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Does my cat have azotemia?

Azotemia is increased levels of waste products like creatinine and urea, which is normally found in their urine, in your cat's blood. It’s usually a sign of kidney failure and is reasonably common in older cats.

What are the signs of azotemia in cats?

  • Weakness
  • Dull coat
  • Depression
  • Dehydration
  • Weight loss
  • Bad breath
  • Loss of appetite
  • Muscle wastage

How is azotemia in cats treated?

Your vet will take a blood sample to determine the levels of urea and creatinine in your pet’s blood. If they’re high, this is a good indication of kidney (renal) failure.

Your pet would then be prescribed with a veterinary renal diet. Treatment with the prescription drug Fortekor may also be beneficial. It’s a good idea to discuss costs with your vet before starting any treatment.

How do I avoid azotemia reoccurring in my cat?

Make sure your pet has access to fresh drinking water at all times. Renal failure is a progressive condition, but prescription diets and medication can slow the condition’s progress and may improve your pet’s quality of life.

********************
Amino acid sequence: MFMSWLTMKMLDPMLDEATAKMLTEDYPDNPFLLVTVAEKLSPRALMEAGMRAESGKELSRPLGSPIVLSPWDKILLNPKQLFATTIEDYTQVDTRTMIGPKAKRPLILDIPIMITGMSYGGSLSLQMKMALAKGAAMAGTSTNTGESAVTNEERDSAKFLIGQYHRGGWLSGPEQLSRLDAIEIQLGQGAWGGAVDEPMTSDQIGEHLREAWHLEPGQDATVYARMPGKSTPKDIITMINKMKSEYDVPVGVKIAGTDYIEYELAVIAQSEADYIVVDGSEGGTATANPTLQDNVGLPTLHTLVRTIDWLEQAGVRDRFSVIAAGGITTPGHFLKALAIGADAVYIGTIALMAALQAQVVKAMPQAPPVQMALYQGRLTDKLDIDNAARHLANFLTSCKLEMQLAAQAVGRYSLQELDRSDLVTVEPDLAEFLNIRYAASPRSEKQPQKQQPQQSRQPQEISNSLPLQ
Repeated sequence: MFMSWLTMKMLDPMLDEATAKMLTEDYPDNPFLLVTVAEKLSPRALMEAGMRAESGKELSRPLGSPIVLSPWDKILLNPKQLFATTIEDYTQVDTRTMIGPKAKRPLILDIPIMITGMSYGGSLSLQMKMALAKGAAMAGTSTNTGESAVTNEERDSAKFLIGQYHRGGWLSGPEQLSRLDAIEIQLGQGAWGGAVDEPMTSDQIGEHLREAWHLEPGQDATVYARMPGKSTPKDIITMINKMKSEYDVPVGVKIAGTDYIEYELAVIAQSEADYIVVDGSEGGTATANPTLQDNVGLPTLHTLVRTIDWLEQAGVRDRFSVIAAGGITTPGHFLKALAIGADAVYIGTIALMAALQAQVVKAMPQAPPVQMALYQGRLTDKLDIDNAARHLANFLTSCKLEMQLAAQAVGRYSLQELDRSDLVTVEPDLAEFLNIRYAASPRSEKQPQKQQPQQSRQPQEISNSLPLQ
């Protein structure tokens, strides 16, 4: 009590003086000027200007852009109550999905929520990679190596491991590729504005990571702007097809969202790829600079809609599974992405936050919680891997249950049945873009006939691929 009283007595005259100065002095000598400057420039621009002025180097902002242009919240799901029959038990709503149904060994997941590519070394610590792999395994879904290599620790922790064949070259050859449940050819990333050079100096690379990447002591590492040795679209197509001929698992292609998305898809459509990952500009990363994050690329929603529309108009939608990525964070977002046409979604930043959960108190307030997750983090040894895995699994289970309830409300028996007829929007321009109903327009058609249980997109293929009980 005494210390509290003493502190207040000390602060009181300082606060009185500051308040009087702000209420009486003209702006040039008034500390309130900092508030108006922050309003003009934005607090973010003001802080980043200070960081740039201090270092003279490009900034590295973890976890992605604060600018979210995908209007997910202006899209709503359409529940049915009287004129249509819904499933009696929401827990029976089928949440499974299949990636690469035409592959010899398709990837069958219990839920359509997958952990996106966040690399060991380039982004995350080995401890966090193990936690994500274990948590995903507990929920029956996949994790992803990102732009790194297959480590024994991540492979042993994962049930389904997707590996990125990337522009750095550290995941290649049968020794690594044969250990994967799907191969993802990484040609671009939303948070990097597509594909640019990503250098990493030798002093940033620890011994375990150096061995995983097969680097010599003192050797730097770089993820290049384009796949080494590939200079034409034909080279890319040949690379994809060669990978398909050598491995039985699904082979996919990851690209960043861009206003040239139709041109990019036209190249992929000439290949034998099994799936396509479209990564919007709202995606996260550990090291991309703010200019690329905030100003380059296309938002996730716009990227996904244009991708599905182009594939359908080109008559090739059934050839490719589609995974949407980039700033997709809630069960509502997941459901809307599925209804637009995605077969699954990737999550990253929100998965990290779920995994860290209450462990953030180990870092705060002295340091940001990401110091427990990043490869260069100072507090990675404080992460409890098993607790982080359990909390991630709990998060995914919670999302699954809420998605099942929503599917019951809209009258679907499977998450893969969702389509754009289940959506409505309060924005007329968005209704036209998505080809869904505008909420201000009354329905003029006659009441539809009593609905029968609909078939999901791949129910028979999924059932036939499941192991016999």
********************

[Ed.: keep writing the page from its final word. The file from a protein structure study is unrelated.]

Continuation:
If your pet develops anorexia or anaemia then they may benefit from a monthly anabolic steroid injection. Your vet will advise you on this.

Unfortunately, if your pet has azotemia their condition is likely to deteriorate over time. If you notice an increase in your pet’s drinking or urination, if they go off their food, lose weight, suffer from vomiting or diarrhoea then you should take them to the vet.

If you’re thinking of adopting a pet with azotemia

Make sure you review the clinical history of your new pet and ask for more details on how the condition has been treated. You’ll need to sign a disclaimer to confirm you’ve been made aware of the condition. Any pet who’s had treatment is likely to have pet insurance exclusions, so it’s worth discussing potential on-going costs with your vet.

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